Heart attack and stroke, having breakfast early and not having dinner late reduces risks

The results of a study

Eating breakfast early in the morning and not having dinner too late reduces the risk of cardiovascular, coronary and cerebrovascular diseases, heart attack and stroke first and foremost. This is what emerges from a large study that wanted to delve deeper into the already known concept that eating early in the evening is good for your health, examining the effects of meal times on cardiovascular risk. Researchers from the Nutritional epidemiology research team (Eren) of Inserm, Inrae, Sorbonne University in Paris and the Institute of Global Health in Barcelona studied data from 103,389 adults from the NutriNet-Santé cohort from 2009 to 2022 (79% women) analyzing all the information on what people eat during the day and at what times they do it.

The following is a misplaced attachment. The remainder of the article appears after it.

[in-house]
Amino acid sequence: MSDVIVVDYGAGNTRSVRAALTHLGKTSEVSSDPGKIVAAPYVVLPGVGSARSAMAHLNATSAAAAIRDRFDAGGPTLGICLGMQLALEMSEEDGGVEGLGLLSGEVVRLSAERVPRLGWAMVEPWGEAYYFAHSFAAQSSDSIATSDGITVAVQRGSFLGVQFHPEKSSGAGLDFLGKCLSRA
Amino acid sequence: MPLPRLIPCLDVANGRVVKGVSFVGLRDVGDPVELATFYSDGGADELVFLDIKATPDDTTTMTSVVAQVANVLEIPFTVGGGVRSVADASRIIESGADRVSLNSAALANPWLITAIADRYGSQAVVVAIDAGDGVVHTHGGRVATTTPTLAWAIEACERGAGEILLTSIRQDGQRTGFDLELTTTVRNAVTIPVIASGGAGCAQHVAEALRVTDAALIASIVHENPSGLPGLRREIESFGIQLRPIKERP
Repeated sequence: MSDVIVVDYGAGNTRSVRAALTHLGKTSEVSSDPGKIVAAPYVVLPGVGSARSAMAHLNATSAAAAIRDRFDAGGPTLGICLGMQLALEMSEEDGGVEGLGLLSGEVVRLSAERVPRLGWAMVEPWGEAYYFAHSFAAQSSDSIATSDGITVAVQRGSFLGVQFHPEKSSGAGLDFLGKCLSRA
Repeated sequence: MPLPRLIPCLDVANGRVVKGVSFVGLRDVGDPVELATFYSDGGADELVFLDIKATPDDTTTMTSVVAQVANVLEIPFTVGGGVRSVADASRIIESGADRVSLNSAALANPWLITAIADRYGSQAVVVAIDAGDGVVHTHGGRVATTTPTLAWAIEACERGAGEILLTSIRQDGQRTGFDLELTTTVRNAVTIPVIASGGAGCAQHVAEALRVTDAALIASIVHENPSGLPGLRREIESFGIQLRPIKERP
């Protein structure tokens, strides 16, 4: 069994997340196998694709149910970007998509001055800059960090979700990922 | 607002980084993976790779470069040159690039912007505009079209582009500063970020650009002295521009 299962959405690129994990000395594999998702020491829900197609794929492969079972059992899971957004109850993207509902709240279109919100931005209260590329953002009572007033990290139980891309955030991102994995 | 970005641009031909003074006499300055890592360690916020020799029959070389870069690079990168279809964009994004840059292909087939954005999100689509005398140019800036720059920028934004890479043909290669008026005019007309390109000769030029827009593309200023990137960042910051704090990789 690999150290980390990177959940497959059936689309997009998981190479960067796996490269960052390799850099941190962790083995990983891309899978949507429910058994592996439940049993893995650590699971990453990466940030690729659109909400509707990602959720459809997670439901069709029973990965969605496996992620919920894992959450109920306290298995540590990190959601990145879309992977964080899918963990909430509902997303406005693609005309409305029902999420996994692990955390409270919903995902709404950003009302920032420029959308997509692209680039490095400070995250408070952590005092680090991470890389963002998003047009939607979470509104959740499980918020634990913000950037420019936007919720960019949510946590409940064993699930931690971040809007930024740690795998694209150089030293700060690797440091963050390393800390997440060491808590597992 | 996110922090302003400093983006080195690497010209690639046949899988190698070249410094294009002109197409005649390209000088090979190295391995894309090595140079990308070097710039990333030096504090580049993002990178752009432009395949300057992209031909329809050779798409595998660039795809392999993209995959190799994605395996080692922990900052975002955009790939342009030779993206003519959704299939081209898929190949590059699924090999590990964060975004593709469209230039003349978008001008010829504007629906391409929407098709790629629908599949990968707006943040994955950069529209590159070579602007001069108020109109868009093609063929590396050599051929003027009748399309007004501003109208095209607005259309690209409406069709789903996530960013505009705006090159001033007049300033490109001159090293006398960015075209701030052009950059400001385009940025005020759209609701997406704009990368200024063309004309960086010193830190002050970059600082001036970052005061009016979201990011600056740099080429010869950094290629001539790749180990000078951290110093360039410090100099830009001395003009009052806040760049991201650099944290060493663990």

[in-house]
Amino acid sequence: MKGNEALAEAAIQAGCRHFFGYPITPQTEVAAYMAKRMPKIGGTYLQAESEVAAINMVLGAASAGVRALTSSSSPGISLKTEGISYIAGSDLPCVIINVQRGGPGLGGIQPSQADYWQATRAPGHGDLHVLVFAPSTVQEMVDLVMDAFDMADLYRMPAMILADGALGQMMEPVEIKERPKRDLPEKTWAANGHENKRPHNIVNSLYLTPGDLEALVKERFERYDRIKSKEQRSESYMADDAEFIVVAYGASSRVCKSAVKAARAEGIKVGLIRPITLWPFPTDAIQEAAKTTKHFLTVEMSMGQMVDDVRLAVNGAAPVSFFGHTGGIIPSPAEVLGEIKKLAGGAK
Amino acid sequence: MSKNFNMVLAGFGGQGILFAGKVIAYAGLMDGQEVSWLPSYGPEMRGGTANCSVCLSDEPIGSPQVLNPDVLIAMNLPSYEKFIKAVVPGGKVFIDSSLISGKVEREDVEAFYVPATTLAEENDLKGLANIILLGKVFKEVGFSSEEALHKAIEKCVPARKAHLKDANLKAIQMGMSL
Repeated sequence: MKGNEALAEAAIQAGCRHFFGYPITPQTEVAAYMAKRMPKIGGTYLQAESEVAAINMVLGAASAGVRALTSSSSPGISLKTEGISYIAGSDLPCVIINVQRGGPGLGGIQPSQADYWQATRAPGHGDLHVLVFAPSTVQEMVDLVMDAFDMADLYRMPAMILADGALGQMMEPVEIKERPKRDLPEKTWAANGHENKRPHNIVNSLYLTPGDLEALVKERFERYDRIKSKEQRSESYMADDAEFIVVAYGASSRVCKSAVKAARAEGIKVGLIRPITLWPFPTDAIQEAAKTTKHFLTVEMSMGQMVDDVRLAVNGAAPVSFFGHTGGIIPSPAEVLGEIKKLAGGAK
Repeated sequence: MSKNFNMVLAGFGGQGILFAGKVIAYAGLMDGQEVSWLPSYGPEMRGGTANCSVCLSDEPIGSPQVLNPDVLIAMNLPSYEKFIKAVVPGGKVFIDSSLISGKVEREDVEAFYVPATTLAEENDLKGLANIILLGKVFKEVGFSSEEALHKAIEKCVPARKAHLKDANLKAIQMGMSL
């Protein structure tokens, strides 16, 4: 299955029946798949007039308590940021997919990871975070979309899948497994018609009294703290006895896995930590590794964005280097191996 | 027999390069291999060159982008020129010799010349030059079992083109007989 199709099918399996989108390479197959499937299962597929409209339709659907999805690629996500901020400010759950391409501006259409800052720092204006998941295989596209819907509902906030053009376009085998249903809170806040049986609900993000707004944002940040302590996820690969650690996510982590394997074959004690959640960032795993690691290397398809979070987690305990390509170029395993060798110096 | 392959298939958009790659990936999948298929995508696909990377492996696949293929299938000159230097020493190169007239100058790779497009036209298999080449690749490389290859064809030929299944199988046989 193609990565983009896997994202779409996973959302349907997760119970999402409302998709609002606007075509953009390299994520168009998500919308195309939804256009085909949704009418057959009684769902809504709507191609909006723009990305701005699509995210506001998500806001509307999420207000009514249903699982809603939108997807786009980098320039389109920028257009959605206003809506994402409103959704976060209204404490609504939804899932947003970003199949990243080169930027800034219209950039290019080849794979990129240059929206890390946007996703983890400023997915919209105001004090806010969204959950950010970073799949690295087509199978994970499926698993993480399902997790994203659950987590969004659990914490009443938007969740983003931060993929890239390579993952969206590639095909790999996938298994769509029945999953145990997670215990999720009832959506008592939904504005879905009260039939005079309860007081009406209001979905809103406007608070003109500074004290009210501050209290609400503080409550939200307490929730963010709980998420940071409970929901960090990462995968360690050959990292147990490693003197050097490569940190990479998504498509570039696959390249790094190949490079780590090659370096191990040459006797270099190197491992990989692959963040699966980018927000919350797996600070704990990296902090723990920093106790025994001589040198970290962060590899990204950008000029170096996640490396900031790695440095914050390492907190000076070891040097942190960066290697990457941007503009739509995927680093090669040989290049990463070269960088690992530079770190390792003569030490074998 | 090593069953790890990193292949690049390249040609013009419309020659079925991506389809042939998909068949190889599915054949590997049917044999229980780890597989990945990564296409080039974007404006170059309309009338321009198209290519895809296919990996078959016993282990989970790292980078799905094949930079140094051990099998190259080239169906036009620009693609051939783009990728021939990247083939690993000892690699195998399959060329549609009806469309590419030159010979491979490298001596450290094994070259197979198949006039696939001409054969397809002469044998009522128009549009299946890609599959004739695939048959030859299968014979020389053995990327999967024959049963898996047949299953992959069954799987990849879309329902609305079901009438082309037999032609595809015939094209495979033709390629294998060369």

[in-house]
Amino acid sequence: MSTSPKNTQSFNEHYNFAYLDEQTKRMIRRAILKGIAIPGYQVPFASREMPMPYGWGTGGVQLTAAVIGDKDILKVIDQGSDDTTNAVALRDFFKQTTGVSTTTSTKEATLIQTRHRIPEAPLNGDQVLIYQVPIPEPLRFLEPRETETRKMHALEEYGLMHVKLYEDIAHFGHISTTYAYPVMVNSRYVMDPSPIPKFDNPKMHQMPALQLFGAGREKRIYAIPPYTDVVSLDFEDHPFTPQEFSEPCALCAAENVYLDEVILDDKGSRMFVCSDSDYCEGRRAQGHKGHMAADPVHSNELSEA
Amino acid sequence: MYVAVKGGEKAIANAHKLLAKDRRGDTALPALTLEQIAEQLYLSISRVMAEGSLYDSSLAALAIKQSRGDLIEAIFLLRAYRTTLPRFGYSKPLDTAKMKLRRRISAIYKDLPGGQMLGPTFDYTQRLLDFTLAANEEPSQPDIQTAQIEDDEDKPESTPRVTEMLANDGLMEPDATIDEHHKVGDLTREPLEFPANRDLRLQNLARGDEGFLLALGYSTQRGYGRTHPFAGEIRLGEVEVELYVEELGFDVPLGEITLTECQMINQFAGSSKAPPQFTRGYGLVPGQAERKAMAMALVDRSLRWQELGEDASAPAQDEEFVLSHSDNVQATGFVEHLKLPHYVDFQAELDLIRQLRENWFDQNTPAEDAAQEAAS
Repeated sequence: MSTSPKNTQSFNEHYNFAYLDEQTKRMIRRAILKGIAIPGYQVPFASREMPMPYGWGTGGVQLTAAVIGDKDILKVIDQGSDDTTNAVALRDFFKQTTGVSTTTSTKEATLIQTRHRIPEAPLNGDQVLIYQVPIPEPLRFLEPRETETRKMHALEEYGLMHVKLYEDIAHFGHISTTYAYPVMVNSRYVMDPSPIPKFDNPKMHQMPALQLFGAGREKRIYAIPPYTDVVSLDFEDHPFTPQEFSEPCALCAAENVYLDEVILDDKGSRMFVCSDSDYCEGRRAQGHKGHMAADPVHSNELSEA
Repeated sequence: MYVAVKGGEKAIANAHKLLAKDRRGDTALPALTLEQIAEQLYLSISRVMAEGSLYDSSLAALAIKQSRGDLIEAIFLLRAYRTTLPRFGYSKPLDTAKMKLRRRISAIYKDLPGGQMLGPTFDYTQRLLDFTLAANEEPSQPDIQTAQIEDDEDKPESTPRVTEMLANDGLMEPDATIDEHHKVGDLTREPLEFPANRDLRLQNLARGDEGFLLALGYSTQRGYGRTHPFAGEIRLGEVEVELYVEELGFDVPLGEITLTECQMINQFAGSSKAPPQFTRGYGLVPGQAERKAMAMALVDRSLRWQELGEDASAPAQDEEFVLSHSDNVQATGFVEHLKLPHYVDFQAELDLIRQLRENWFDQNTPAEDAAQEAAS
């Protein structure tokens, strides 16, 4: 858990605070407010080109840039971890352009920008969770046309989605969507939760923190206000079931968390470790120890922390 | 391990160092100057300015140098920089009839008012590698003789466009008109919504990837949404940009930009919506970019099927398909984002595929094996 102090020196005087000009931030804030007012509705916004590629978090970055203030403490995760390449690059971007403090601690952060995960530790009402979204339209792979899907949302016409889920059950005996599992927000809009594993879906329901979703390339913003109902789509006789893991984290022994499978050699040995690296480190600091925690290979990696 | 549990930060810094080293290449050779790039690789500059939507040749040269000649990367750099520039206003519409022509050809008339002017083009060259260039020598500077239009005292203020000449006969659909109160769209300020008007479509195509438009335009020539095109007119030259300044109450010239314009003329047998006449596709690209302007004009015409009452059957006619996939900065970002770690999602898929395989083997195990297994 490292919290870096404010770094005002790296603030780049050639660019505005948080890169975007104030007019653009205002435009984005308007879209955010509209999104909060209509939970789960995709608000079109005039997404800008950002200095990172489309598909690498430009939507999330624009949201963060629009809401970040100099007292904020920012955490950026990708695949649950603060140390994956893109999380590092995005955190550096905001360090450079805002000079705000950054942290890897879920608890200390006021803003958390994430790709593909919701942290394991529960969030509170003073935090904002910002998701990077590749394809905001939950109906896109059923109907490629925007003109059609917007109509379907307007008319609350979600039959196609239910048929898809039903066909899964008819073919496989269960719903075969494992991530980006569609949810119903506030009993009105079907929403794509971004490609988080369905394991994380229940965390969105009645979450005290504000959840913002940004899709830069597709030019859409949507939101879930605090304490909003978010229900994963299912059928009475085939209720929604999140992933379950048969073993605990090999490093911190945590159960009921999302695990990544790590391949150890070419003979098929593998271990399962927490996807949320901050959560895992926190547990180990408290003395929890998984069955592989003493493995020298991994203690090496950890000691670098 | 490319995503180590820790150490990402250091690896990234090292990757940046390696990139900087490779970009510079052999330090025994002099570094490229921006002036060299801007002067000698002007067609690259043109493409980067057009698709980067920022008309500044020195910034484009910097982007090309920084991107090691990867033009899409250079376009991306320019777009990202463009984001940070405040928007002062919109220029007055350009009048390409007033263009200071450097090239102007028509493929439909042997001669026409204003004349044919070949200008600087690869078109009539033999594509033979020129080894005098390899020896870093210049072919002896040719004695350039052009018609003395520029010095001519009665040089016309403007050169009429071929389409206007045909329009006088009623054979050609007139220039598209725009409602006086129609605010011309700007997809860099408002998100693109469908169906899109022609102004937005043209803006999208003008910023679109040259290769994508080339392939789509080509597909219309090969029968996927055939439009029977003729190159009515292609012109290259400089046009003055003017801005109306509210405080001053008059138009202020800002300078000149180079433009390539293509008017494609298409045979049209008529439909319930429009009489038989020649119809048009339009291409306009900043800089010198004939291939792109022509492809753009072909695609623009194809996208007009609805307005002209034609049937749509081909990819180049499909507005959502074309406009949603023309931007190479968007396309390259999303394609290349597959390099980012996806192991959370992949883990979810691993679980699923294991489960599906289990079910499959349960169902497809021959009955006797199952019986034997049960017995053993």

The authors of the research, published in ‘Nature Communications’ – recalling that heart and cerebrovascular diseases are the main cause of death in the world and half of all cases are linked to diet – concluded, therefore, that eating too late for first time during the day and too late the last time is associated with an increased risk of cardiovascular and cerebrovascular disease.

In particular, delaying breakfast time increases the risk of cardiovascular disease by 6% for every additional hour of ‘delay’. In other words: A person who typically eats breakfast at 9 a.m. has a 6 percent greater risk of having cardiovascular disease than someone who eats breakfast at 8 a.m. While delaying dinner increases the risk of stroke by 8% for each hourhowever there is no increase in the risk of coronary heart disease.